Tuesday, July 24, 2007
Beer Barrel Heaven
We've got another guest poster, Richard Solensky, today, who's got a bone to pick with us about a classic drinking song we've left off the Top 100 Drinking Songs list. He'd also like to chat with you a bit about #32 on the list. Mr. Solensky, the Barstool is yours:
"Polka is the forgotten genre of world music. Associated with Germans and
Poles, it's deemed "too square" to get the same love and respect that, for
example, Celtic/Irish music gets among today's rockers. It's a shame,
because there's nothing livelier or more suited to partying than a polka.
"In Heaven There Is No Beer" (#32) is one of those songs that everyone knows
the words to. A simple, four-line verse with an easy rhyme scheme (AAAA)
means anyone can create their own versions. And it seems everyone has -
Brave Combo, The Pogues, assorted college marching bands... Perhaps the
earliest recorded version belongs to the great Frankie Yankovic, in an
arrangement by his protégé Joey Miskulin.
Here's Frankie Yankovic's version, and a "klezmerpunk" version from Brave Combo.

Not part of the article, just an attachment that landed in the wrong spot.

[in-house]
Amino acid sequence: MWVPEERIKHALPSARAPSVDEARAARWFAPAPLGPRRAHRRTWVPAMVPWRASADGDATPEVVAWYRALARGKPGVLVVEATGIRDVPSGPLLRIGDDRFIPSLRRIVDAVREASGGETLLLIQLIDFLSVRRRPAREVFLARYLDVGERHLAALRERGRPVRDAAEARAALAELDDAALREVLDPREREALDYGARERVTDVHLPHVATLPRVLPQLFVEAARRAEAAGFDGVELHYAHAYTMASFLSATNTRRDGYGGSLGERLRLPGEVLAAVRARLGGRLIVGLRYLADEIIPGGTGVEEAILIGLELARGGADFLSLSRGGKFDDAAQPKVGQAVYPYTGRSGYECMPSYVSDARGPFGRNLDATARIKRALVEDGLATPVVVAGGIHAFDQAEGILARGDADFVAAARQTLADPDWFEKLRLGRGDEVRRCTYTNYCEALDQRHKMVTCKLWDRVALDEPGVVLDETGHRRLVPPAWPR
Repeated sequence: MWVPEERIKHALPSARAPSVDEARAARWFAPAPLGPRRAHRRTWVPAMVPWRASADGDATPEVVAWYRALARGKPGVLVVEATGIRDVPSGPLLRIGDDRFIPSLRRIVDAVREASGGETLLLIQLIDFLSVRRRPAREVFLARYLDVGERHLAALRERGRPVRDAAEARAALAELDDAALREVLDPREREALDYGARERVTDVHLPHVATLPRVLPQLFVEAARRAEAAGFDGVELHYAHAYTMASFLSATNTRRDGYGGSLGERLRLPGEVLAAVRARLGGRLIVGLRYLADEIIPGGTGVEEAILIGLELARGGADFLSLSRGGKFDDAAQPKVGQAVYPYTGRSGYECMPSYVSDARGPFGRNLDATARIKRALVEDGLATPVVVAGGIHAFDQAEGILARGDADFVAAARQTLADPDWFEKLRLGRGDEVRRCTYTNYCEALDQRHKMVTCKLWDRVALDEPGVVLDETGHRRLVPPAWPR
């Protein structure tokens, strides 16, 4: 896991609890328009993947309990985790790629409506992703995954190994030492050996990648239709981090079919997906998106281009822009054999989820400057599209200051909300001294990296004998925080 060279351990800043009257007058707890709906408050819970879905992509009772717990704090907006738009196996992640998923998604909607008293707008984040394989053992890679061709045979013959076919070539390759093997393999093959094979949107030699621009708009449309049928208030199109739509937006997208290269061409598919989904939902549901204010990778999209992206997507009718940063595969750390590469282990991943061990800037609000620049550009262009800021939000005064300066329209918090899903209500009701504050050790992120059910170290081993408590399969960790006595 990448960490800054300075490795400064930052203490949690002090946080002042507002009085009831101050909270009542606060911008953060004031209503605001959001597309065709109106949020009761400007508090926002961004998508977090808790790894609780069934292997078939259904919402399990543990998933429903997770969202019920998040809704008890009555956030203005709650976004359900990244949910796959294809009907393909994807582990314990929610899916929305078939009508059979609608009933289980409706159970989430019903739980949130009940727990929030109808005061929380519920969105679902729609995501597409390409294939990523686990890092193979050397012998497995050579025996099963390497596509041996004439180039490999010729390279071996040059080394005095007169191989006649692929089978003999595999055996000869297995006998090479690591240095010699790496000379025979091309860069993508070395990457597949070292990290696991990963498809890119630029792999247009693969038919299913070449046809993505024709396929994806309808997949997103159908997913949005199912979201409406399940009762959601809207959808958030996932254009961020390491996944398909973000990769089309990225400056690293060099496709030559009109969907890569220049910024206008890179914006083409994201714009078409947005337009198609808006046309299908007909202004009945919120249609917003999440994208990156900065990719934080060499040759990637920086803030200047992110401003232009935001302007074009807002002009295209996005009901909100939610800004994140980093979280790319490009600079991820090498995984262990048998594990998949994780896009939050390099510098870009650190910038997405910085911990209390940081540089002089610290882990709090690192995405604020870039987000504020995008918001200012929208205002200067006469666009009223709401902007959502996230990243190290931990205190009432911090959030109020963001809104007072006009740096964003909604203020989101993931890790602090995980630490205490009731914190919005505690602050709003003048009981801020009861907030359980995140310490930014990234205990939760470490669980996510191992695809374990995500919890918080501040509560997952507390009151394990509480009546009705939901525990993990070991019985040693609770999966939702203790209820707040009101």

Frankie Yankovic: In Heaven There Is No Beer (mp3)
Brave Combo: In Heaven There Is No Beer (mp3)
Another great, traditional polka is the "Beer Barrel Polka" (inexcusably left off the list, in my opinion). Based on a nineteenth century melody, it was given its current form by Czech composers Jaromír Vejvoda and Eduard Ingris in the 1920's. It was an instrumental known as the Polka of Modřany, and got its first lyrics in 1934 from Václav Zeman. His words made it a song about unrequited love, which really doesn't go well with the lively tune.
The song became a hit when a German version was published in 1938. The
English lyrics, that we all know and love, were written by Lew Brown and Wladimir Timm the next year. The Andrews Sisters had a smash hit with it almost immediately. Many others would follow with their own renditions (even the Grateful Dead recorded it!), making it perhaps the best selling polka of all time. And why not? After all, it's about a keg party, right?
Here are the Andrews Sisters showing why The Supremes were the Andrews
Sisters of the 60s with their version, and an instrumental version for two
banjos by Roy Clark and Buck Trent."
Andrews Sisters: Beer Barrel Polka(mp3)
Roy Clark and Buck Trent: Beer Barrel Polka(mp3)